A movie log formerly known as Bookishness / By Charles Matthews

"Dazzled by so many and such marvelous inventions, the people of Macondo ... became indignant over the living images that the prosperous merchant Bruno Crespi projected in the theater with the lion-head ticket windows, for a character who had died and was buried in one film and for whose misfortune tears had been shed would reappear alive and transformed into an Arab in the next one. The audience, who had paid two cents apiece to share the difficulties of the actors, would not tolerate that outlandish fraud and they broke up the seats. The mayor, at the urging of Bruno Crespi, explained in a proclamation that the cinema was a machine of illusions that did not merit the emotional outbursts of the audience. With that discouraging explanation many ... decided not to return to the movies, considering that they already had too many troubles of their own to weep over the acted-out misfortunes of imaginary beings."
--Gabriel García Márquez, One Hundred Years of Solitude

Monday, October 5, 2015

Amarcord (Federico Fellini, 1973)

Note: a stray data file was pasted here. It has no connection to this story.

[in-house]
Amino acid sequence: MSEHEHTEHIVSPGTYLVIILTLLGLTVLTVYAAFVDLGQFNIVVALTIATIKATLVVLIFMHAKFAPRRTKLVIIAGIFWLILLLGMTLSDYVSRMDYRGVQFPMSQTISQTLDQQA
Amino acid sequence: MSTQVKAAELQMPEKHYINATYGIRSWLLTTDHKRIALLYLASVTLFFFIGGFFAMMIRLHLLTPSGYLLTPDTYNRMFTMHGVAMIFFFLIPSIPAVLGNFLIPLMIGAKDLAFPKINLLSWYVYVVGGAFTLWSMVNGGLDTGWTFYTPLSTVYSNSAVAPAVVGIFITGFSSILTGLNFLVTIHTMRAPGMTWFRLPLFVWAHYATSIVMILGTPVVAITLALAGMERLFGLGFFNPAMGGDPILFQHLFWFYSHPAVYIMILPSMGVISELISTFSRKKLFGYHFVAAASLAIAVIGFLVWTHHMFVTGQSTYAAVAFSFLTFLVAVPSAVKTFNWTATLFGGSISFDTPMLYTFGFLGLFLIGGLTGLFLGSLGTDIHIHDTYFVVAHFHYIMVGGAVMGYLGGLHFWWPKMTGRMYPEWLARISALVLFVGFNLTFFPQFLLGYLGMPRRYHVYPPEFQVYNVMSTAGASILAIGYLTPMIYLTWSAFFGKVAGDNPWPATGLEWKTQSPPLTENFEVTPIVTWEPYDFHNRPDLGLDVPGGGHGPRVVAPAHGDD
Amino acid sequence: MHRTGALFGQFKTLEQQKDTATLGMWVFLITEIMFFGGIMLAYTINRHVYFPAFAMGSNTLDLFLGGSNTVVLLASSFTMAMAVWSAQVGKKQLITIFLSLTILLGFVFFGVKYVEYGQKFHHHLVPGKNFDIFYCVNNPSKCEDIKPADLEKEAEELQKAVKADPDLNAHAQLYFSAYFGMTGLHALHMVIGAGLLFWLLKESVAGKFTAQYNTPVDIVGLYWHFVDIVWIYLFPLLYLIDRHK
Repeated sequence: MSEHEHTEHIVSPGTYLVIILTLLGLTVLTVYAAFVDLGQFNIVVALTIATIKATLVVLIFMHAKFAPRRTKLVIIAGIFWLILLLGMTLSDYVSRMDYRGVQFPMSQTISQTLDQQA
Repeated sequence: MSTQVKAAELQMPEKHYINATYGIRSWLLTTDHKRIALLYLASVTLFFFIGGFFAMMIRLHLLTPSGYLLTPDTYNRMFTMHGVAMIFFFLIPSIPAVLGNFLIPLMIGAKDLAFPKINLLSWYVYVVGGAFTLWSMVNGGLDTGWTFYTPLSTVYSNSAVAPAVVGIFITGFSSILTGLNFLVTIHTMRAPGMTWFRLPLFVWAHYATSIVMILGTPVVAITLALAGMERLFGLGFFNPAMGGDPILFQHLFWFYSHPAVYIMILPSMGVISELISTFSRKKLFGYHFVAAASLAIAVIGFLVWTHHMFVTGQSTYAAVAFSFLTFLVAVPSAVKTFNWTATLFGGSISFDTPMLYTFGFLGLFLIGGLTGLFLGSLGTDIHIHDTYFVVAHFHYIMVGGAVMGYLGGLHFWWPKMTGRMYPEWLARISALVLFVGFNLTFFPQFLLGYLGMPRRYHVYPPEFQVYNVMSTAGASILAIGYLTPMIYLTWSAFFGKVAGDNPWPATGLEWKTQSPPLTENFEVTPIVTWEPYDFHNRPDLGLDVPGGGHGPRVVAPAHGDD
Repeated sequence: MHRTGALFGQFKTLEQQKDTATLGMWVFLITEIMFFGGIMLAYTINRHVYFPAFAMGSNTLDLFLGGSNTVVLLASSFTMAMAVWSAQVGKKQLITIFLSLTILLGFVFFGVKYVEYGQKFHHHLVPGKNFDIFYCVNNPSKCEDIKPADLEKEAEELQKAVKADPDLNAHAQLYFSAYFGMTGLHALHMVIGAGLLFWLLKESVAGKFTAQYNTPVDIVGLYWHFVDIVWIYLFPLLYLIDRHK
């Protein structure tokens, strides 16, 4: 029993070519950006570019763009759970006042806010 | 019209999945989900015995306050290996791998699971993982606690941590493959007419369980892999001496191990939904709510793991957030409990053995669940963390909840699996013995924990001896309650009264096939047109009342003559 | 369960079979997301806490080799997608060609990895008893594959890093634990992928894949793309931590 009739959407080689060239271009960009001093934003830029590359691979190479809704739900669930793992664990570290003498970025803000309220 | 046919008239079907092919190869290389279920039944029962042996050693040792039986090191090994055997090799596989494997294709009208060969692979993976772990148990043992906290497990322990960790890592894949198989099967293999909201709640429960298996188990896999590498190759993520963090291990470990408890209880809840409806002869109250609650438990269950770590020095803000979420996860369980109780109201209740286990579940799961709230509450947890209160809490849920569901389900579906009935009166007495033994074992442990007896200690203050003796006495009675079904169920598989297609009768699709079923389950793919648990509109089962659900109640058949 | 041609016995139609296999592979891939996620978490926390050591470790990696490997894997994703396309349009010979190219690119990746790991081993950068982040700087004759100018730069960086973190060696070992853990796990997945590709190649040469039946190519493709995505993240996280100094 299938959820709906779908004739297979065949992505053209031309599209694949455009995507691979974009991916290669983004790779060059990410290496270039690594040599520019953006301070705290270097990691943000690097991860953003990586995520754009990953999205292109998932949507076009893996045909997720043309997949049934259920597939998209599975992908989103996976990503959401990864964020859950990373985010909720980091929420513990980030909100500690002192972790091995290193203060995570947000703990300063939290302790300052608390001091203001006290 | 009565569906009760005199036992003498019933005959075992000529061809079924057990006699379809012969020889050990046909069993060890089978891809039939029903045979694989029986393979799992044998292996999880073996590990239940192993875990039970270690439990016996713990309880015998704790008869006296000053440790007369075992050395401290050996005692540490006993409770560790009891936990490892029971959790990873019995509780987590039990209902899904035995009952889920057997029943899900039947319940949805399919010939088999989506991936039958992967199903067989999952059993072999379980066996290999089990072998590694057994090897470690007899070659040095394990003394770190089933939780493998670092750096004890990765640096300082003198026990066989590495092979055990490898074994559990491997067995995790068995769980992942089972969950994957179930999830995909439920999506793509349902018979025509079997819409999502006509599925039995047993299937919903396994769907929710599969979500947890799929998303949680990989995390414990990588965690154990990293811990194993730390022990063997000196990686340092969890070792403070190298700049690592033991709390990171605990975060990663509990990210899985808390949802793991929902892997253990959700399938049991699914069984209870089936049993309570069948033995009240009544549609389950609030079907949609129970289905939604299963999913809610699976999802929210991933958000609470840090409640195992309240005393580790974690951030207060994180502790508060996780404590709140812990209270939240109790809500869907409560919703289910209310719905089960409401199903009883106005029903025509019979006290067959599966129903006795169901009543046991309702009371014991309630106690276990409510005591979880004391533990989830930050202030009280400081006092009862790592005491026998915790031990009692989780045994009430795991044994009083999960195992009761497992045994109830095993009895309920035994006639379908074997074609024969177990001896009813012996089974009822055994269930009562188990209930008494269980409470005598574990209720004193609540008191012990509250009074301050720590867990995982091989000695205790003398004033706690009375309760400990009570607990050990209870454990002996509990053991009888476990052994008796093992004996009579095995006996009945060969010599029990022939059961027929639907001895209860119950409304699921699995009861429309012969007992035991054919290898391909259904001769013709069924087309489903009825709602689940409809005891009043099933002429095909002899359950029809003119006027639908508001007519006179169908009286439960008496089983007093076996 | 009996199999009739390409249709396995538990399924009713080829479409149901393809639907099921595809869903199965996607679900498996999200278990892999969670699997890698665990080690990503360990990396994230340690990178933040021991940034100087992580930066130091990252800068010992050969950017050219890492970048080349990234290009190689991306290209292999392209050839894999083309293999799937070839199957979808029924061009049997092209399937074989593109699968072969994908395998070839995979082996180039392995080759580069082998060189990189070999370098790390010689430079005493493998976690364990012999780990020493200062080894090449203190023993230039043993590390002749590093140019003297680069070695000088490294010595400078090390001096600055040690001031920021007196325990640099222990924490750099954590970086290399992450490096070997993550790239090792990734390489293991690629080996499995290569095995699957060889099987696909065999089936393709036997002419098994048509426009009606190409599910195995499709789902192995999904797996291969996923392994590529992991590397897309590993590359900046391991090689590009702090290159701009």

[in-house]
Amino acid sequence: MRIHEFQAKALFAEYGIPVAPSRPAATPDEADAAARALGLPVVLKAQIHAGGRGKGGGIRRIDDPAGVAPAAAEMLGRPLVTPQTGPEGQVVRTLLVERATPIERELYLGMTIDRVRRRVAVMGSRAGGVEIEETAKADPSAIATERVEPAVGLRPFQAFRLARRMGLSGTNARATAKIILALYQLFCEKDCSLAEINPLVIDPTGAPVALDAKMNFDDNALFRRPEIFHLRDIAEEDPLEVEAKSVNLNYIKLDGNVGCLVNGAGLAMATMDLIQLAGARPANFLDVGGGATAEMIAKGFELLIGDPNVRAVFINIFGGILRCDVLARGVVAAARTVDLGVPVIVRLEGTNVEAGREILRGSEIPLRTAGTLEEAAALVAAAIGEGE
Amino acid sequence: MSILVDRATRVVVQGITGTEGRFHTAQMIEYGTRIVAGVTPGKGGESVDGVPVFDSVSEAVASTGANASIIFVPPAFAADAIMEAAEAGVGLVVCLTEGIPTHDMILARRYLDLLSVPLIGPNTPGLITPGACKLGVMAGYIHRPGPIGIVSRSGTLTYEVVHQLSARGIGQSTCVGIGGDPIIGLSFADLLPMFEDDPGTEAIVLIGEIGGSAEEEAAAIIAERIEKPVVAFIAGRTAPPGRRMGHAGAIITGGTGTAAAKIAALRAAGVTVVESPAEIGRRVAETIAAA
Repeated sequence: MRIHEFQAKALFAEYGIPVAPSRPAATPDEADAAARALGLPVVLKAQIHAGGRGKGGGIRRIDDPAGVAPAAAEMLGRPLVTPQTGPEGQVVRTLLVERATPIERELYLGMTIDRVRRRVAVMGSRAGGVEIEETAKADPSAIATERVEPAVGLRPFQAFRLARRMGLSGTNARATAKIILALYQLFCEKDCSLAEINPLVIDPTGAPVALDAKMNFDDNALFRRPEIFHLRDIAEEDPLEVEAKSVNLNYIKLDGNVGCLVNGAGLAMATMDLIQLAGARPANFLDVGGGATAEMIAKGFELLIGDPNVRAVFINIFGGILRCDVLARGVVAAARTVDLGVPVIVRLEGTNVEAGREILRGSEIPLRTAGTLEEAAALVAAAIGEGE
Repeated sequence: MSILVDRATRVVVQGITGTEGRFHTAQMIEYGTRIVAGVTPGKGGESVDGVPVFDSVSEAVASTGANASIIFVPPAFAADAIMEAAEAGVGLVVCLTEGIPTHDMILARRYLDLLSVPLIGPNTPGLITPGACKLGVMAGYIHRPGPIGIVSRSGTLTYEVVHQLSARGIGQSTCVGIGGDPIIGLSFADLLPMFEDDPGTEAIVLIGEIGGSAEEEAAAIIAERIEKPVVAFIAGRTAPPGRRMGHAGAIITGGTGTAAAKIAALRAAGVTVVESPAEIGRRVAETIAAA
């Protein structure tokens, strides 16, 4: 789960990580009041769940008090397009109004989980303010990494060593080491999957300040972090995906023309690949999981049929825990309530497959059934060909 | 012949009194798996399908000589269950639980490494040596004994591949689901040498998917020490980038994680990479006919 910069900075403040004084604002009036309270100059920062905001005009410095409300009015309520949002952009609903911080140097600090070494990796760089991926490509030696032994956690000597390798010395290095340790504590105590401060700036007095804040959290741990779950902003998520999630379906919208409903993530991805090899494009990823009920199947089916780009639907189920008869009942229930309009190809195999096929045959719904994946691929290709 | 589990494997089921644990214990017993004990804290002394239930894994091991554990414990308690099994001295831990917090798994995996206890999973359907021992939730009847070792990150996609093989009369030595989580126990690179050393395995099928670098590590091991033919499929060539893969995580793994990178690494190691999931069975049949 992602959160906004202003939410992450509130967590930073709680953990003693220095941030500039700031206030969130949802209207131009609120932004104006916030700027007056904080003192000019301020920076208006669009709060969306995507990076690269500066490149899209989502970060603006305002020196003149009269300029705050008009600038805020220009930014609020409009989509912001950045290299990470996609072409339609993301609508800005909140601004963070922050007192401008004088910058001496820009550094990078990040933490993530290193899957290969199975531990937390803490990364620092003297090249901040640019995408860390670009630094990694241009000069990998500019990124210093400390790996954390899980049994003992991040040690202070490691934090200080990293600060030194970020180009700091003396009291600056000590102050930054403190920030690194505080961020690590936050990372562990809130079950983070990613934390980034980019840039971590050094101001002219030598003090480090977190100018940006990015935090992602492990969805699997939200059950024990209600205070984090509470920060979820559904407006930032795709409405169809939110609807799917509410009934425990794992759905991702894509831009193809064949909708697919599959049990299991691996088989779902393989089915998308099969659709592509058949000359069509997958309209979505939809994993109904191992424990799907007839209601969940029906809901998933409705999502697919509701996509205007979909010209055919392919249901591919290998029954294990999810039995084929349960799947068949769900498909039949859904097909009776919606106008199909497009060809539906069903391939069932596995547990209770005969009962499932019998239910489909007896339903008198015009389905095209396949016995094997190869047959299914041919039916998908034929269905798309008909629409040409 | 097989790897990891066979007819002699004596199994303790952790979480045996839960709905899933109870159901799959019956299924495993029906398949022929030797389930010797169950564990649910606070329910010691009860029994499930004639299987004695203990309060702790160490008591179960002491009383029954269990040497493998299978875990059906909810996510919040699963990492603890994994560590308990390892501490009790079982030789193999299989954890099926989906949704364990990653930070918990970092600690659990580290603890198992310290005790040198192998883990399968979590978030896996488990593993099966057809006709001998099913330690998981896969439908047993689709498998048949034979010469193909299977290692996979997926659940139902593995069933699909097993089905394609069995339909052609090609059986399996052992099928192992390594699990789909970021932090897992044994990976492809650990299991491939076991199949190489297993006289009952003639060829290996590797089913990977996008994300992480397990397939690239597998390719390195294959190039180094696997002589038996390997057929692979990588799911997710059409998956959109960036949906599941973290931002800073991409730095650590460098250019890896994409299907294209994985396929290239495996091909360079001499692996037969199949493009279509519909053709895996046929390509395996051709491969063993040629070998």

Titta: Bruno Zanin
Gradisca: Magali Noël
Miranda: Pupella Maggio
Aurelio: Armando Brancia
Grandfather: Giuseppe Ianigro
Lallo: Nando Orfei
Teo: Ciccio Ingrassia
Oliva: Stefano Proietti

Director: Federico Fellini
Screenplay: Federico Fellini, Tonino Guerra
Cinematography: Giuseppe Rotunno
Production design: Danilo Donati
Music: Nino Rota

Nostalgia, Fellini-style, with lots of bawdiness, plenty of grotesques, much comedy, and a little pathos. It was a huge hit, earning the foreign-language film Oscar and nominations for Fellini as director and as co-author (with Tonino Guerra) of the screenplay. It's certainly lively and colorful, thanks to the cinematography of Giuseppe Rotunno, the production and costume design of Danilo Donati, and of course the scoring by Nino Rota -- though it sounds like every other score he did for Fellini. What it lacks for me, though, is the grounding that a central figure like Marcello Mastroianni or Giulietta Masina typically gave Fellini's best films, among which I would name La Strada (1954), The Nights of Cabiria (1957), La Dolce Vita (1960), and 8 1/2 (1963). The presumed center of Amarcord is the adolescent Titta, whose experiences over the course of a year in a village on Italy's east coast serve to link the various episodes together. But Titta is too slight a character to serve that function the way, for example, Moraldo (Franco Interlenghi) did as the Fellini surrogate in I Vitelloni (1953). There are some marvelous moments such as the sailing of the ocean liner SS Rex past the village, which goes out to greet it in a variety of fishing and pleasure boats. But too much of the film is taken up with the noisy squabbling of Titta's family, who soon wear out their welcome -- or at least mine.